Loving the kitchen and the tightly hung artwork elsewhere in this charming house too.

On that note, the art arrangement in my elder daughter’s room is coming along nicely – I just have to get up the courage to start making holes in the wall. A mixture of Japanese paintings and prints, with some fun memorabilia thrown in for good measure.

And I picked up this vintage letter print for the guest room at The Upper Rust, which I re-discovered via Habitually Chic. This East Village antique store is a perfect compendium of the best pickings, all in one location. Imagine you combed estate sales and flea markets everyday for a year – that is a great description of the shop. For more great photos, be sure to check out Heather’s post!

If you are looking to decorate a casual place in a hurry, shopping here could save you years…
Image credits: 1-2 & 7-8. me, 3. via Farrow & Ball, 4. via Min Hogg, 5-6. Marie Claire Maison via From the Right Bank

I’m Galvanized…By Oversized Metal Buckets and Cans

It all started during a visit to a friend’s place in Lake George. In talking about rebuilding her lake house (more on that later), we looked through photos of her sister’s place on Shelter Island. Leslie Hoffman, my friend’s sister, has built an extraordinary sustainable house there and the photo below caught my particular attention. She is waiting for her deck to age to the color of an antique galvanized coal bucket. Read more about her living laboratory for sustainable principles here or follow her on Facebook.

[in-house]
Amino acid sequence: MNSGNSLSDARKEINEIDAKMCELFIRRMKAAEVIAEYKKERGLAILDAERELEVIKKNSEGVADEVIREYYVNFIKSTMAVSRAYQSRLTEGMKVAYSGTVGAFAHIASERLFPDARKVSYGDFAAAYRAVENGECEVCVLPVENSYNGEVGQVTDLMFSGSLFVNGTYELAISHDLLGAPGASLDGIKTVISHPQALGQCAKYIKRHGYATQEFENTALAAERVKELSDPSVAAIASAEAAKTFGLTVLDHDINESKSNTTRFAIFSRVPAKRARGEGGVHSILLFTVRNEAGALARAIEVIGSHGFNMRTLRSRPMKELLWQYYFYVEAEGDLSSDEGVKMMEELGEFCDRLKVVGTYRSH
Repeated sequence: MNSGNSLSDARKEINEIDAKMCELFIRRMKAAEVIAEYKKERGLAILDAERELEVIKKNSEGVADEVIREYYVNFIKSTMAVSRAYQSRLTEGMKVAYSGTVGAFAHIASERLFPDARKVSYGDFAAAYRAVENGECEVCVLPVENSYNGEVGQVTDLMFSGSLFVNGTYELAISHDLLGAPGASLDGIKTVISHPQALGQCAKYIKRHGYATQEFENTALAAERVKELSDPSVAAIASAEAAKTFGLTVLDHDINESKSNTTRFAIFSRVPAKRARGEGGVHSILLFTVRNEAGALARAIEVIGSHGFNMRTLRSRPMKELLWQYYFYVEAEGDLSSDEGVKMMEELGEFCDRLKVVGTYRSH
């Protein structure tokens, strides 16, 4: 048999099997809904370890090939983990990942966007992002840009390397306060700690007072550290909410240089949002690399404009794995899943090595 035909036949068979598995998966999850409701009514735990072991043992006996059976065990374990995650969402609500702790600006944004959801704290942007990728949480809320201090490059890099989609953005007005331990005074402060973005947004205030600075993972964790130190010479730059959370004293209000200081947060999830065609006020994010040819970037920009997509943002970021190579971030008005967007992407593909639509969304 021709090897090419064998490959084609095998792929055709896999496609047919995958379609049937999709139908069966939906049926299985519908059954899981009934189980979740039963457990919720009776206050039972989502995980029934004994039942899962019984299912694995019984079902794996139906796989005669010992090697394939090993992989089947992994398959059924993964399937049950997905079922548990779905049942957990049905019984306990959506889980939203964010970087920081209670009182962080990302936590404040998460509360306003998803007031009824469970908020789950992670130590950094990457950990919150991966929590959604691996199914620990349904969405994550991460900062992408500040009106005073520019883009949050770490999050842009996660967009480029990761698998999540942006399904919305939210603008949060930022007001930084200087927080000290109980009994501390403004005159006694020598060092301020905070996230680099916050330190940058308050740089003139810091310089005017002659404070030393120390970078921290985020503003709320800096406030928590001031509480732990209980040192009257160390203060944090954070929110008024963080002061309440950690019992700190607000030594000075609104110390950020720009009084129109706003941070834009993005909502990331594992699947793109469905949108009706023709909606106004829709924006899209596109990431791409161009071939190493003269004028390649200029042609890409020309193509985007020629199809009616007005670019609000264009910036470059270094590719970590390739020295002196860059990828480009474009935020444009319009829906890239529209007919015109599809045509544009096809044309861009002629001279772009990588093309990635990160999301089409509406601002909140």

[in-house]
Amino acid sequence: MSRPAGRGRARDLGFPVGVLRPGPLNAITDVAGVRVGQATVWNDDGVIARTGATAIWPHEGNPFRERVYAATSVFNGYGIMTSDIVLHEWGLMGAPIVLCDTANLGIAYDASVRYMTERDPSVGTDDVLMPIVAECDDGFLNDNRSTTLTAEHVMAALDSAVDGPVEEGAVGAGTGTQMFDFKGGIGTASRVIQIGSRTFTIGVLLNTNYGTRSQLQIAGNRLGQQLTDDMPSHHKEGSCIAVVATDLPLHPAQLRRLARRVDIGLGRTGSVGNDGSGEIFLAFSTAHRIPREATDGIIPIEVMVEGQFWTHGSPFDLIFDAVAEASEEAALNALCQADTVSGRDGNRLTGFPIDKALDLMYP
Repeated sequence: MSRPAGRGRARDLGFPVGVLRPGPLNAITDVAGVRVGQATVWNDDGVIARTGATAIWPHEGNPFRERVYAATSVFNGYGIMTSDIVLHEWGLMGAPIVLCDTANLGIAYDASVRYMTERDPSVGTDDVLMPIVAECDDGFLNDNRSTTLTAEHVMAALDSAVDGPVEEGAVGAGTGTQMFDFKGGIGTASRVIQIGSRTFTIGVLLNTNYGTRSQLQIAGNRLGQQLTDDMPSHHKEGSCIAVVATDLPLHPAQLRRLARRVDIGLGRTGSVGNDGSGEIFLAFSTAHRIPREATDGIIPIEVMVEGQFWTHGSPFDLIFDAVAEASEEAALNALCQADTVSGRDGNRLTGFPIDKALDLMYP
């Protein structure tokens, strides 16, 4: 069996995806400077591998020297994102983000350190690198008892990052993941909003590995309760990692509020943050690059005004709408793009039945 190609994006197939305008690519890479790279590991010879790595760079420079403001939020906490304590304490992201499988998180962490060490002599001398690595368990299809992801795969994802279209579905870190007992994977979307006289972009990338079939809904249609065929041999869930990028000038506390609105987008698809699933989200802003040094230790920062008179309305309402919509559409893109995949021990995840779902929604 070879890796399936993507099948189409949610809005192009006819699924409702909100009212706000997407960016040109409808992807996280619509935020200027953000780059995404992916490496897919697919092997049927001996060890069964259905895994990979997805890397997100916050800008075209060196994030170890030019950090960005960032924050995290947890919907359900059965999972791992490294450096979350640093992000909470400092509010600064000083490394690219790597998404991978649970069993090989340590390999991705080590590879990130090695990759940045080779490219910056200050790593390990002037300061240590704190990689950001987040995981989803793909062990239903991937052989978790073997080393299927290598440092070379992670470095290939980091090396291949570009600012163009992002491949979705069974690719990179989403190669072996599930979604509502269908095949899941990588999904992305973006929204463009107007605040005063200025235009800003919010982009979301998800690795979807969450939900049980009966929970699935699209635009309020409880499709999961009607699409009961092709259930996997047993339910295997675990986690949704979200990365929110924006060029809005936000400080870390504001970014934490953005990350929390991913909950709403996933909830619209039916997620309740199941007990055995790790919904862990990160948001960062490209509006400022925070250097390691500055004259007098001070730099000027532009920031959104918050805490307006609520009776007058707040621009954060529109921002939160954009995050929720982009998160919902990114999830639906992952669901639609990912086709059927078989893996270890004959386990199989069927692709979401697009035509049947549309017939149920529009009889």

I couldn’t shake that image of the old galvanized metal bucket – the color and texture had captivated me. Later that same visit I was reminded at Lakeview Antiques in Bolton Landing…

Returning south to New Jersey, my interest was unabated…

Culminating in the most amazing find…

The logo makes me think I have made a great discovery. I don’t know much about Pennsylvania Railroad memorabilia, but I am sure someone else out there does. I’ll report back when I know more.

In the meantime, how should I use it?

To hold shoes near the entryway?

For a huge floral arrangement à la Rebecca Cole?

If not flowers, maybe plants? Or perhaps as a giant ice bucket for cooling summer beverages?

This just in…I am thinking it might look best atop my newest find – this china cabinet. And if I win the Annie Sloan Chalk Paint giveaway over at From the Right Bank, I’ll have just what I need to paint it! Stay tuned for more on this fixer-upper…

Image credits: 1. via Gimme Shelter, 2-6 & 10. me, 7. Martha Stewart Living, 8. Rebecca Cole Designs, 9. Pottery Barn

When it Rains, it Pours…Wedgwood Jasperware Cheese Keepers